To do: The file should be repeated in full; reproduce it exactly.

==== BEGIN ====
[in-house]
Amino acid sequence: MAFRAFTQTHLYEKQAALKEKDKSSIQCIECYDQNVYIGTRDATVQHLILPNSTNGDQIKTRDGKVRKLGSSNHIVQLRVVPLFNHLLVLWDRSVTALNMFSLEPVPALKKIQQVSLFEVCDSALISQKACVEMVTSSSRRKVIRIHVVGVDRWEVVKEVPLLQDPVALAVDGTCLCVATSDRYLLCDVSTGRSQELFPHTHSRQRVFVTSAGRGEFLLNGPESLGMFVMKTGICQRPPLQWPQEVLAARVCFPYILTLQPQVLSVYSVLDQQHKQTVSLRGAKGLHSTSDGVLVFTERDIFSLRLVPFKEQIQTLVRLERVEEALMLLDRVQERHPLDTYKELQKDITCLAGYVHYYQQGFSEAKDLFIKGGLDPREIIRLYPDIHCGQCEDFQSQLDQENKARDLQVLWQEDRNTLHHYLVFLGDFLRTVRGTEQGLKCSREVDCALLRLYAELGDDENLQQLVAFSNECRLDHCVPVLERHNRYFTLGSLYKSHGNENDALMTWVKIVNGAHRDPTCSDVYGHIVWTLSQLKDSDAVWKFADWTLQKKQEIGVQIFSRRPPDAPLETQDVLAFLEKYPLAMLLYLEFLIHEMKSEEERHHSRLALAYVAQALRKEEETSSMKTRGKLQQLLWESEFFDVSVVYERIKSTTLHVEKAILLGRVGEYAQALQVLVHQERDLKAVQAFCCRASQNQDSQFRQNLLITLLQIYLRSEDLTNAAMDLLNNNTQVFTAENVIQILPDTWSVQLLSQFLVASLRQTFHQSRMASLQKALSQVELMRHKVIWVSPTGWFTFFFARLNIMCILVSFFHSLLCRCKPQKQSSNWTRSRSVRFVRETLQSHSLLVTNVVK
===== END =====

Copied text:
[in-house]
Amino acid sequence: MAFRAFTQTHLYEKQAALKEKDKSSIQCIECYDQNVYIGTRDATVQHLILPNSTNGDQIKTRDGKVRKLGSSNHIVQLRVVPLFNHLLVLWDRSVTALNMFSLEPVPALKKIQQVSLFEVCDSALISQKACVEMVTSSSRRKVIRIHVVGVDRWEVVKEVPLLQDPVALAVDGTCLCVATSDRYLLCDVSTGRSQELFPHTHSRQRVFVTSAGRGEFLLNGPESLGMFVMKTGICQRPPLQWPQEVLAARVCFPYILTLQPQVLSVYSVLDQQHKQTVSLRGAKGLHSTSDGVLVFTERDIFSLRLVPFKEQIQTLVRLERVEEALMLLDRVQERHPLDTYKELQKDITCLAGYVHYYQQGFSEAKDLFIKGGLDPREIIRLYPDIHCGQCEDFQSQLDQENKARDLQVLWQEDRNTLHHYLVFLGDFLRTVRGTEQGLKCSREVDCALLRLYAELGDDENLQQLVAFSNECRLDHCVPVLERHNRYFTLGSLYKSHGNENDALMTWVKIVNGAHRDPTCSDVYGHIVWTLSQLKDSDAVWKFADWTLQKKQEIGVQIFSRRPPDAPLETQDVLAFLEKYPLAMLLYLEFLIHEMKSEEERHHSRLALAYVAQALRKEEETSSMKTRGKLQQLLWESEFFDVSVVYERIKSTTLHVEKAILLGRVGEYAQALQVLVHQERDLKAVQAFCCRASQNQDSQFRQNLLITLLQIYLRSEDLTNAAMDLLNNNTQVFTAENVIQILPDTWSVQLLSQFLVASLRQTFHQSRMASLQKALSQVELMRHKVIWVSPTGWFTFFFARLNIMCILVSFFHSLLCRCKPQKQSSNWTRSRSVRFVRETLQSHSLLVTNVVK